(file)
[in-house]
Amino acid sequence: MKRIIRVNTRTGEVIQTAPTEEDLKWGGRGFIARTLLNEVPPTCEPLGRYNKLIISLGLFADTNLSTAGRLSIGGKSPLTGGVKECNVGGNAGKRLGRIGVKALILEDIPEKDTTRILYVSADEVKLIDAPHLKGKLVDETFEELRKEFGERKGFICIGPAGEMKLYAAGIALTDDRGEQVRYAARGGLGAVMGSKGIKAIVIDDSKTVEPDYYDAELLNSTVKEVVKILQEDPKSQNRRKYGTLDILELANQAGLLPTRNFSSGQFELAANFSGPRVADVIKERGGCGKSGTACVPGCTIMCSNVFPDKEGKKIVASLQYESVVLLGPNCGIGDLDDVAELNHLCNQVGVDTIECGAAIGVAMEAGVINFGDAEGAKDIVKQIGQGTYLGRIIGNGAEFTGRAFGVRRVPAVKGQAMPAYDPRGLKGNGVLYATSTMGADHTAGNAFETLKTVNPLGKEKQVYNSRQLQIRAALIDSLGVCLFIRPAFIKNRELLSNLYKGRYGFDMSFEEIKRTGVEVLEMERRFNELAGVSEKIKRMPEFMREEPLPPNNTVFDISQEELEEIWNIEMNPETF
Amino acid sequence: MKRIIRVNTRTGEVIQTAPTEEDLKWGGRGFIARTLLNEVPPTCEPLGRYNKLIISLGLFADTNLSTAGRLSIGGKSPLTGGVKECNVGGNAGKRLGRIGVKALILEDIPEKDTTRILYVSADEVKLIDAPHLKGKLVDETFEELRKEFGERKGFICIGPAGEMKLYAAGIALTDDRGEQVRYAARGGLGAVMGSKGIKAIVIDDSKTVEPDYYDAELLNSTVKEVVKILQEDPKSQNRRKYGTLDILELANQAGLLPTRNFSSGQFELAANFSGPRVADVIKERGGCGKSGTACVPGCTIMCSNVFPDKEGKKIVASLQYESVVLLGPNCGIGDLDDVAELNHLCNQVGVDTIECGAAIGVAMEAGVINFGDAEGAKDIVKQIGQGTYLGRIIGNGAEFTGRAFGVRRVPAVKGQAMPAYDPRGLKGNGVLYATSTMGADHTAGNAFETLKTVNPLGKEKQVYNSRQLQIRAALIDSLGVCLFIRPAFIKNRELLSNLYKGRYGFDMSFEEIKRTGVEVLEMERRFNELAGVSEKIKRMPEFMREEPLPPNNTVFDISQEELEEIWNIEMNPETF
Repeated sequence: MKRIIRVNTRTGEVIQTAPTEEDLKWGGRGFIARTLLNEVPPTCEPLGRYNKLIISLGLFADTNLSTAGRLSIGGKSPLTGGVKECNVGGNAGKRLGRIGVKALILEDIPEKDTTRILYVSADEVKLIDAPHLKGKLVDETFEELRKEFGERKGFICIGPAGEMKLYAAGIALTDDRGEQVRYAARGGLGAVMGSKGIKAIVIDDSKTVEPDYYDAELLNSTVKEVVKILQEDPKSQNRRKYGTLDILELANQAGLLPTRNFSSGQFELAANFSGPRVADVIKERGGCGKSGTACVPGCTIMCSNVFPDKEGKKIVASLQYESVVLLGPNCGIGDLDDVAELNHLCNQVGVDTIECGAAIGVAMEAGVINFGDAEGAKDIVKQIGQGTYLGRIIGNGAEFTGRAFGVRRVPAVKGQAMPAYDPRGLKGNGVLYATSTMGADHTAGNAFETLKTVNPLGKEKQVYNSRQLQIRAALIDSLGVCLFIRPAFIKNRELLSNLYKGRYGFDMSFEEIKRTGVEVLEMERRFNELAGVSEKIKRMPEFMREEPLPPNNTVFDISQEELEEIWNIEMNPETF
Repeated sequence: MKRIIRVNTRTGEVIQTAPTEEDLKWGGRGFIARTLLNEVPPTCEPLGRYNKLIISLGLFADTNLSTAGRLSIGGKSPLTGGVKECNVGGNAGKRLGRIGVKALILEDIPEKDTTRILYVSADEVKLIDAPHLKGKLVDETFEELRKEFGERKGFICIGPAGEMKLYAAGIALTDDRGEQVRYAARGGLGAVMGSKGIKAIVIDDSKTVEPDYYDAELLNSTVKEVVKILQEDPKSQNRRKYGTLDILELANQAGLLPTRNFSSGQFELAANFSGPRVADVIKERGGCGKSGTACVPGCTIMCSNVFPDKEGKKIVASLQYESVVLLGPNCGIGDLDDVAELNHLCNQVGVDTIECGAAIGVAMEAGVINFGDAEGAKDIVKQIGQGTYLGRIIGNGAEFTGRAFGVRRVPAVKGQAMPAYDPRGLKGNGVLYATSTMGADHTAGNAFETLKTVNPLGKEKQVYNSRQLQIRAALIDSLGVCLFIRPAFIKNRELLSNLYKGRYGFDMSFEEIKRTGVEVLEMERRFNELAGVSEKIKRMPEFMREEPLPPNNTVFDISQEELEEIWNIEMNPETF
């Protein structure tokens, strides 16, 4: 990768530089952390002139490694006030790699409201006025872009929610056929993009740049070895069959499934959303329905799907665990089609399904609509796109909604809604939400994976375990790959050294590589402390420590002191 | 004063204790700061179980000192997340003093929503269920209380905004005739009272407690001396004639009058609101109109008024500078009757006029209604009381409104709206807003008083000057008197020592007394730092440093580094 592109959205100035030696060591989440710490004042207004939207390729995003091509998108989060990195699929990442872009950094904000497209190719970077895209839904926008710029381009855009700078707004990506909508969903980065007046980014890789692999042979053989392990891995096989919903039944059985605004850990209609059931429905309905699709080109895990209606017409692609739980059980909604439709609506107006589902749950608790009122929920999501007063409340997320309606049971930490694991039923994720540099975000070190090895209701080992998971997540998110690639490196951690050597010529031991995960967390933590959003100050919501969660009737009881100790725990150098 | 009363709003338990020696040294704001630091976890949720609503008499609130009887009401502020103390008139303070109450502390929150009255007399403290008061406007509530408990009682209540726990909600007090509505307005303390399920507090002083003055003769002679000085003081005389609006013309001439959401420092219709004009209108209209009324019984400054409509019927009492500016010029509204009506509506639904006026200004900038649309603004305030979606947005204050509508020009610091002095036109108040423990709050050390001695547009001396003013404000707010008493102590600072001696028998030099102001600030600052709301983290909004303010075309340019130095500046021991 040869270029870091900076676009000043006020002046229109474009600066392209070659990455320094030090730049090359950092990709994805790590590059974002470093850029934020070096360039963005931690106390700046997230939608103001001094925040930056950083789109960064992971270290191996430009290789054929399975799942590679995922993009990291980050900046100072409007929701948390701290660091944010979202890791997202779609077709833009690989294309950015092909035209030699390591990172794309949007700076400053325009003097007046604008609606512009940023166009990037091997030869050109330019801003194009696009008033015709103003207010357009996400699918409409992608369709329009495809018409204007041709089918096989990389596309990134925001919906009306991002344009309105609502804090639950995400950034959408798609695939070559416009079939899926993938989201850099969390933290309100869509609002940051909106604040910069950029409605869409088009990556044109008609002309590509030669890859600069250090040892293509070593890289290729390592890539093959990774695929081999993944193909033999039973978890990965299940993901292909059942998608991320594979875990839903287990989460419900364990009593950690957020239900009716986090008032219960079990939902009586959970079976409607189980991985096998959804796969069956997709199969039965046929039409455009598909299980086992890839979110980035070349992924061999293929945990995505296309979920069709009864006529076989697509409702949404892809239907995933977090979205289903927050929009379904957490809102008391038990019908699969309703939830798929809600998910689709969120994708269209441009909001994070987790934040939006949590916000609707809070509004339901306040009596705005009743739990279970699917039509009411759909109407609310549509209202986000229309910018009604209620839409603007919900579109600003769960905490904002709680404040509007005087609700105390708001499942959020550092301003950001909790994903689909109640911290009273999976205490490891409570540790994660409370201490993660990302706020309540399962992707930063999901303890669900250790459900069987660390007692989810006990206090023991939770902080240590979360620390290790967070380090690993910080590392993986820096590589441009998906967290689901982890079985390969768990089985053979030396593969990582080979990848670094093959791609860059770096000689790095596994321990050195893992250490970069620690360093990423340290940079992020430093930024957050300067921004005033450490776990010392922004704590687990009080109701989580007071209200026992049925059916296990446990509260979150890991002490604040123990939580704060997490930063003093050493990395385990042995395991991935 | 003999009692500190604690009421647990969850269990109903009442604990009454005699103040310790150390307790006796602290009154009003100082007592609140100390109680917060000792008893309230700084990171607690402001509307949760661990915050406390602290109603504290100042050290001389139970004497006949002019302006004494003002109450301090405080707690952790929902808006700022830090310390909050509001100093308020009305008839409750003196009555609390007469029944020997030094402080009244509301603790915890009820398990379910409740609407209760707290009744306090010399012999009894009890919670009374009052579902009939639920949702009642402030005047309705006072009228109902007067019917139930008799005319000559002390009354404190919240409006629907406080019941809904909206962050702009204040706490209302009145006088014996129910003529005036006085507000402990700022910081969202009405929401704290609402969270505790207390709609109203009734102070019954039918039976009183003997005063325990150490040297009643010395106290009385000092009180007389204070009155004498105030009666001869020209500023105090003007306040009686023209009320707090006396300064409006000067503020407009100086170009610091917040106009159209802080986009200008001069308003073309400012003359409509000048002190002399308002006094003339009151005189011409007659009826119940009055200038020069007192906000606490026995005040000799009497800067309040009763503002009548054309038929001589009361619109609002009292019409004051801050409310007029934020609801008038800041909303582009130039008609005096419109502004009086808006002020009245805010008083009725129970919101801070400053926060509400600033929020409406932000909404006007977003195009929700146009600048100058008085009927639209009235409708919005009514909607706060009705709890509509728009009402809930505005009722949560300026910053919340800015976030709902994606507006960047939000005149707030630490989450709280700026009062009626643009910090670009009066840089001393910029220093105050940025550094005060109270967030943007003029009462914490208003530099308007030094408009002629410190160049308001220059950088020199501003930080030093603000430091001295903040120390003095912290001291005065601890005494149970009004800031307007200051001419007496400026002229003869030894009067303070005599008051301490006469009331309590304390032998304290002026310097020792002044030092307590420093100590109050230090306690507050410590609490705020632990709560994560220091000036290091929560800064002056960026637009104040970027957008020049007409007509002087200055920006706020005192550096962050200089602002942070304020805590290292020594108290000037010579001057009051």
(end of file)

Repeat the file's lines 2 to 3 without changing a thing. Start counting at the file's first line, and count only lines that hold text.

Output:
Amino acid sequence: MKRIIRVNTRTGEVIQTAPTEEDLKWGGRGFIARTLLNEVPPTCEPLGRYNKLIISLGLFADTNLSTAGRLSIGGKSPLTGGVKECNVGGNAGKRLGRIGVKALILEDIPEKDTTRILYVSADEVKLIDAPHLKGKLVDETFEELRKEFGERKGFICIGPAGEMKLYAAGIALTDDRGEQVRYAARGGLGAVMGSKGIKAIVIDDSKTVEPDYYDAELLNSTVKEVVKILQEDPKSQNRRKYGTLDILELANQAGLLPTRNFSSGQFELAANFSGPRVADVIKERGGCGKSGTACVPGCTIMCSNVFPDKEGKKIVASLQYESVVLLGPNCGIGDLDDVAELNHLCNQVGVDTIECGAAIGVAMEAGVINFGDAEGAKDIVKQIGQGTYLGRIIGNGAEFTGRAFGVRRVPAVKGQAMPAYDPRGLKGNGVLYATSTMGADHTAGNAFETLKTVNPLGKEKQVYNSRQLQIRAALIDSLGVCLFIRPAFIKNRELLSNLYKGRYGFDMSFEEIKRTGVEVLEMERRFNELAGVSEKIKRMPEFMREEPLPPNNTVFDISQEELEEIWNIEMNPETF
Amino acid sequence: MKRIIRVNTRTGEVIQTAPTEEDLKWGGRGFIARTLLNEVPPTCEPLGRYNKLIISLGLFADTNLSTAGRLSIGGKSPLTGGVKECNVGGNAGKRLGRIGVKALILEDIPEKDTTRILYVSADEVKLIDAPHLKGKLVDETFEELRKEFGERKGFICIGPAGEMKLYAAGIALTDDRGEQVRYAARGGLGAVMGSKGIKAIVIDDSKTVEPDYYDAELLNSTVKEVVKILQEDPKSQNRRKYGTLDILELANQAGLLPTRNFSSGQFELAANFSGPRVADVIKERGGCGKSGTACVPGCTIMCSNVFPDKEGKKIVASLQYESVVLLGPNCGIGDLDDVAELNHLCNQVGVDTIECGAAIGVAMEAGVINFGDAEGAKDIVKQIGQGTYLGRIIGNGAEFTGRAFGVRRVPAVKGQAMPAYDPRGLKGNGVLYATSTMGADHTAGNAFETLKTVNPLGKEKQVYNSRQLQIRAALIDSLGVCLFIRPAFIKNRELLSNLYKGRYGFDMSFEEIKRTGVEVLEMERRFNELAGVSEKIKRMPEFMREEPLPPNNTVFDISQEELEEIWNIEMNPETF